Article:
Similarly, referring to the Book God gave to Moses, the Qur’an condemns those who make “it into (Separate) sheets for show, while ye conceal much (Of its contents)” (6:91; in Ali, 314). It also criticises the Israelites who broke their Covenant with God on account of the fact that “they change the words From their (right) places And forget a good part of the Message that was Sent them” (5:14; in Ali, 245). And, again, they “change the words from their (right) times And places” (5:44; in Ali, 255).
Such ayat suggest that the Qur’an is a textual and hermeneutic unity and that we should not read it in a piecemeal, selective, and decontextualized way since doing so distorts its meanings. So does the failure to distinguish between its foundational and allegorical ayat. Thus, the Qur’an also criticises those who ignore its “Basic or fundamental” ayat of “established meaning” in order to focus on the “allegorical, [ayat] Seeking discord, and searching For its hidden meanings.” Although allegory has a clear didactic function in the Qur’an, it is not meant to obscure its meanings, which the Qur’an says, are clear. In fact, if it is read holistically and intratextually, it is easy to see its internal coherence.
The fact that the Qur’an is clear and consistent does not mean that our own readings of it also are clear or consistent or that all readings are equally legitimate. The Qur’an itself acknowledges this fact when it asks us to read it for its best meanings. Thus, it praises “Those who listen to the Word and follow the best (meaning) in it” (39: 18; in Ali, 1241). Similarly, God tells Moses to “enjoin Thy people to hold fast By the best in the precepts [i.e., the Tablets given to him]” (7: 145; in Ali, 383). This should suggest to clear-headed people that there will always be better and worse readings of the Qur’an, depending on our own understanding of the “best.” If a people themselves fall into depravity, it is not possible for them to generate the best meanings, even from Divine Discourse.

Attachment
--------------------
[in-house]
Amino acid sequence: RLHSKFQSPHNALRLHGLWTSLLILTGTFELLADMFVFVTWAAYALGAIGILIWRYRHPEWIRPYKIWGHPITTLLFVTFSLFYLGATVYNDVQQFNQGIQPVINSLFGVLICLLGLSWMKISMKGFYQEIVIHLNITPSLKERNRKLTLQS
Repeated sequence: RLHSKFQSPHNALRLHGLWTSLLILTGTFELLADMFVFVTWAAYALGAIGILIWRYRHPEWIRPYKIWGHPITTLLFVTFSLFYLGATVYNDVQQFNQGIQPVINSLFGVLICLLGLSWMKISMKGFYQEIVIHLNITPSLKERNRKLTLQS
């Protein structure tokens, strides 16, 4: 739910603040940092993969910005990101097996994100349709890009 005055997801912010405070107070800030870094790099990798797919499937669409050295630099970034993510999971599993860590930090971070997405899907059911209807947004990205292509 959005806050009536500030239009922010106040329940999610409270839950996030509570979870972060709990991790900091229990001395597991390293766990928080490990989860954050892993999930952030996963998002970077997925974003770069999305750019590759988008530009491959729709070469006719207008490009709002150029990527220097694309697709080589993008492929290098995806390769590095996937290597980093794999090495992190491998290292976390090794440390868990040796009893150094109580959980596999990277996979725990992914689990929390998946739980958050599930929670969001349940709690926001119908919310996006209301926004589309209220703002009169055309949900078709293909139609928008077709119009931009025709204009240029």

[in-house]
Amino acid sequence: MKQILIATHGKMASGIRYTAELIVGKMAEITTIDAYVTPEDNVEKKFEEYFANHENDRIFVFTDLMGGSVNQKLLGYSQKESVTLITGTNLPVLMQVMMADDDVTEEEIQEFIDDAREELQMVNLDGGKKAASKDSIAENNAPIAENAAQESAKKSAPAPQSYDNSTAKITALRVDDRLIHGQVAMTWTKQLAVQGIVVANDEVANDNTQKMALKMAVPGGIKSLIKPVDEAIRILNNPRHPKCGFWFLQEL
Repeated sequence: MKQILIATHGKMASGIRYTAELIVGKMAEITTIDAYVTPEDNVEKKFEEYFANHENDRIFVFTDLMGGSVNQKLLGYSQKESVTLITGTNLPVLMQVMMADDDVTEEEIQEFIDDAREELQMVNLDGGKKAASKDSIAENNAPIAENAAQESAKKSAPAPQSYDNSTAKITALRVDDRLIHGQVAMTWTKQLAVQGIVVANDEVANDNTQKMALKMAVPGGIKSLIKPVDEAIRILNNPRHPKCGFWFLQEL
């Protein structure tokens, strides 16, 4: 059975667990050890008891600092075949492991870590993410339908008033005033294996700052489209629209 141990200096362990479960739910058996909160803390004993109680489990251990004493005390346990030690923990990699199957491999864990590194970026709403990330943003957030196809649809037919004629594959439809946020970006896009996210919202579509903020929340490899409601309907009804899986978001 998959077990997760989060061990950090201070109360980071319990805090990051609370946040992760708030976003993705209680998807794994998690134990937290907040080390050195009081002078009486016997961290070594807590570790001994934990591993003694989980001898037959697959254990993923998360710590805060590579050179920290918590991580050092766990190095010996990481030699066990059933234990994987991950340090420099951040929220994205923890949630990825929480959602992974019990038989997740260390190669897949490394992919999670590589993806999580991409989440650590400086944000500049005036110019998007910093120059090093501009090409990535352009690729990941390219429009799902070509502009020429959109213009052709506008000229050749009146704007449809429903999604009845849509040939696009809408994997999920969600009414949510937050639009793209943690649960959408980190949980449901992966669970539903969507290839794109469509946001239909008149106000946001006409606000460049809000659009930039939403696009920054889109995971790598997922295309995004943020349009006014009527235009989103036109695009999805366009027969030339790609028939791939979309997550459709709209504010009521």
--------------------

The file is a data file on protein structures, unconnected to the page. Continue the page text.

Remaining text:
Finally, no matter how scrupulous a work of interpretation is, we should not confuse it with the Qur’an. In fact, the Qur’an clearly distinguishes between itself and its exegesis by condemning those “who write The Book with their own hands, And then say: ‘This is from God’” (2:79; in Ali, 38). Although this criticism was directed at those Christians and Jews of the Prophet’s (PBUH) time who were engaged in forgeries, it also is a warning to us not to confuse Divine Discourse with its interpretations. In this context, the Qur’an is clear that “those who are bent on denying the truth attribute their own lying inventions to God. And most of them never use their reason” (5:105, Asad, 1980: 166). Not only do people fabricate false meanings, but they also project their own base desires into the Qur’an; as one ayah says, “And there are among them illiterates, who know not the Book But (see therein their own) desires, And they do nothing but conjecture” (2:78; Ali, 38).
It is a tragedy for Muslims that we find no problems today with projecting our own ignorance, misogyny, obscurantism, and hatred onto the Qur’an, and thus onto God.
Originally published in the Daily Times. Asma Barlas is associate professor and chair of Politics at Ithaca College, New York